Following nature’s model, 1 Hotels is vested in the belief that we find nature intertwined into everything we touch, see, smell and taste. They have worked hard to bring the outside in with natural light, living plants and fresh scents. Like in nature, everything at 1 Hotels works together and introduces a new way to experience luxury living. The use of natural textures, building materials from nature and an abundance of natural light grants a seamless transition between indoor and outdoor spaces.

My time visiting boutique hotels while attending BDNY was filled with visual variety and experiences to feed my artistic spirit. I encourage everyone to embark on a New York boutique experience.

Posted in Category Design Inspirations, Hospitality Design | Leave a comment

A Ray of Hope – Ray C. Anderson Foundation Global Design Challenge


How would Mother Nature design a company? When posed by Interface founder Ray Anderson in 1994, that question became part of the radical conversation that would reshape the company he founded. In 2016, this kind of radical thinking will guide criteria for the first-ever Ray of Hope prize in recognition of inspired biomimicry-based solutions.

“Don’t look at images of Nature,” encouraged Janine Benyus, founder of the Biomimicry Institute and a member of Interface’s Eco Dream Team. “Look at her organizing principles.”

NF400 NF401 Felt

How would Mother Nature design a carpet tile?

Back in 1994, founder Ray Anderson had his “epiphany”—a sea change that would reinvent Interface, then in its 21st year. At that time, biomimicry was not yet the phenomenon it is today, but its underlying principle—looking to Nature’s design systems to solve problems—was intuitive and embraced by Ray. He challenged the company to become sustainable, but no one could know how a carpet company might accomplish it. After all, we were so dependent on petroleum for energy and inputs that we might as well have been an extension of the oil industry. The spark for change lay in the simple question—How would Mother Nature design a carpet tile?—and the results are compelling: 50 percent of Interface materials are from bio-based or recycled sources.

By establishing the $100,000 annual Ray of Hope prize, the Ray C. Anderson Foundation, in association with the Biomimicry Institute, will recognize students, designers or other visionaries who are developing market-ready, scalable, biomimicry-inspired solutions. The prize complements the Global Design Challenge, also sponsored by the Foundation and the Biomimicry Institute, which launched in 2015. The first two years of the Challenge are focused on solutions to improve global food security, and will progress every two years through other global challenges.

Biomimicry Global Design Challenge

#Thinkoutside to fix our food system.

Both the Challenge and the Ray of Hope prize are designed to drive great ideas out of the lab and into the market where they can make the biggest impact.

As Ray would say, “So right, and so smart.

Posted in Category Biomimicry, Culture & Play, Sustainability | Leave a comment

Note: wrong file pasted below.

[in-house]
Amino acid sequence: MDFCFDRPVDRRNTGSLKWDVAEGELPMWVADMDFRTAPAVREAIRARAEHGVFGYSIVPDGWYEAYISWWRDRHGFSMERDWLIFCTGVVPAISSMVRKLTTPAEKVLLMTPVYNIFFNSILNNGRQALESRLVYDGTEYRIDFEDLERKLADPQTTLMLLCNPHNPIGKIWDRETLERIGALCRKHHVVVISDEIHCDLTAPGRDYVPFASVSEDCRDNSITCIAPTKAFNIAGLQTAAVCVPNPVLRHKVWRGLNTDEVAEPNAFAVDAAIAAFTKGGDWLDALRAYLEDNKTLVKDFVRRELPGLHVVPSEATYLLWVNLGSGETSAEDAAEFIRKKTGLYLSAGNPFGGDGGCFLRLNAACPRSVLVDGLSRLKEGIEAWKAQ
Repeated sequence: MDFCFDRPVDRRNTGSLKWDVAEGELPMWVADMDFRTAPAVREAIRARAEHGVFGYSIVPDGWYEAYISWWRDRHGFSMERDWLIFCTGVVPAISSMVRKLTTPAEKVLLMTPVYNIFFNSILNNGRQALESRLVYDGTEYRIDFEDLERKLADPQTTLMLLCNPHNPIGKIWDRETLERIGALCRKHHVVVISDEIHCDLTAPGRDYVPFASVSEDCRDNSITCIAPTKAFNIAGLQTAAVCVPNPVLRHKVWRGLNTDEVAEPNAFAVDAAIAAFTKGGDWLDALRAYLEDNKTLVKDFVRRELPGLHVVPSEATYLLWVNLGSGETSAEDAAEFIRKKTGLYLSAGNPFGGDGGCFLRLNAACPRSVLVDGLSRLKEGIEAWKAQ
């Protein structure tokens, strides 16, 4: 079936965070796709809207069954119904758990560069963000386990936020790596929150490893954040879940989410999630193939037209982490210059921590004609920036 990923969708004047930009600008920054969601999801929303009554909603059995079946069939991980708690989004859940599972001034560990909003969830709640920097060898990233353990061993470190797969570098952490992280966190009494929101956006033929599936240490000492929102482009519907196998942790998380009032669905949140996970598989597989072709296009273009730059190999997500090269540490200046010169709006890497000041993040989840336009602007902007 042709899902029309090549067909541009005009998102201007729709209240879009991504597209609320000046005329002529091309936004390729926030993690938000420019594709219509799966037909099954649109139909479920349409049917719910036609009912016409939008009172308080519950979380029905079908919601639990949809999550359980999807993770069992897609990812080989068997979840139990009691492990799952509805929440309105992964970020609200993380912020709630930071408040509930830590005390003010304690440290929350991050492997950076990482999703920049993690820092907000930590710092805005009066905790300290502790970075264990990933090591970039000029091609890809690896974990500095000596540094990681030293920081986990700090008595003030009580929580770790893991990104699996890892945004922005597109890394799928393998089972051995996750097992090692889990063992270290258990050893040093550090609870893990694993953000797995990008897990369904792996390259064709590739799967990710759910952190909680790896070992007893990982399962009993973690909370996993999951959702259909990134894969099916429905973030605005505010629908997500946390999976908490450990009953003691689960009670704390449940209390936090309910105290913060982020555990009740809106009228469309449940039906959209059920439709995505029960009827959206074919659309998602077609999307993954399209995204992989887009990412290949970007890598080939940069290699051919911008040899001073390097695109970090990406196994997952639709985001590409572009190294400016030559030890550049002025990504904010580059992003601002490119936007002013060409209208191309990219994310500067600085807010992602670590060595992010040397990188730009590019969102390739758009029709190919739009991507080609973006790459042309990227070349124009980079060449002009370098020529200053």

What’s Trending in Boutique Design?

Sarah Pelham

A boutique is any small, exclusive business offering customized service, especially one that sells fashionable items specializing in one aspect of a larger industry. BDNY is the time for boutique hotels to find the coolest, hippest design elements to enhance guest experiences. Each year I look forward to grabbing coffee and a bagel, putting on my comfortable boots and setting out to take in the show as well as touring the city. Boutique design and New York City are the perfect match. As you walk through the city, you’re surrounded by boutique hotels, shops and restaurants, giving you a chance to experience a few days of boutique life.

True to its name, BDNY booths showcased specialty design in hospitality. The booths are all similar in size, making the show a manageable event to tackle and find the latest, interesting, “one off” items to make hotel properties unique. The 2015 HD Expo themes of gold/bronze finishes, tactile, textural surfaces and natural, organic form continued at BDNY. I also found nature inspired freeform light fixtures, natural interlocking wood wall systems and specialty furniture items.


Sarah found many tactile, textural surfaces on display at BDNY 2015.

Flooring throughout the show was very organic, transforming from one pattern/shape to another. There were fabrics that demonstrated a deconstruction form between positive and negative surfaces. Luxurious velvets, natural hides, felts and woven textiles were abundant. These textiles connect natural fibers with high end luxury.


Just a sampling of the luxurious velvet, natural hides, felts and woven textiles at the show.

In the market for a bright, special accent piece? It could easily be found at BDNY. Crystal pendants, handcrafted inlaid gold mosaics, intricate cast bronze lamps, interlocking bronze wall panels, and elegant jacquard fabric were found throughout the show. The classic hounds tooth pattern was a popular geometric that popped up in furniture and fabrics. In wallcovering systems and flooring, the rectangular plank format was abundant.


In the market for a bright, special accent piece? Here’s a sampling of what was spotted at BDNY.

Next up? I took my adventure to the streets to check out some of New York’s celebrated boutique hotels. Stay tuned to see what I found.

Posted in Category Design Inspirations, Hospitality Design | Leave a comment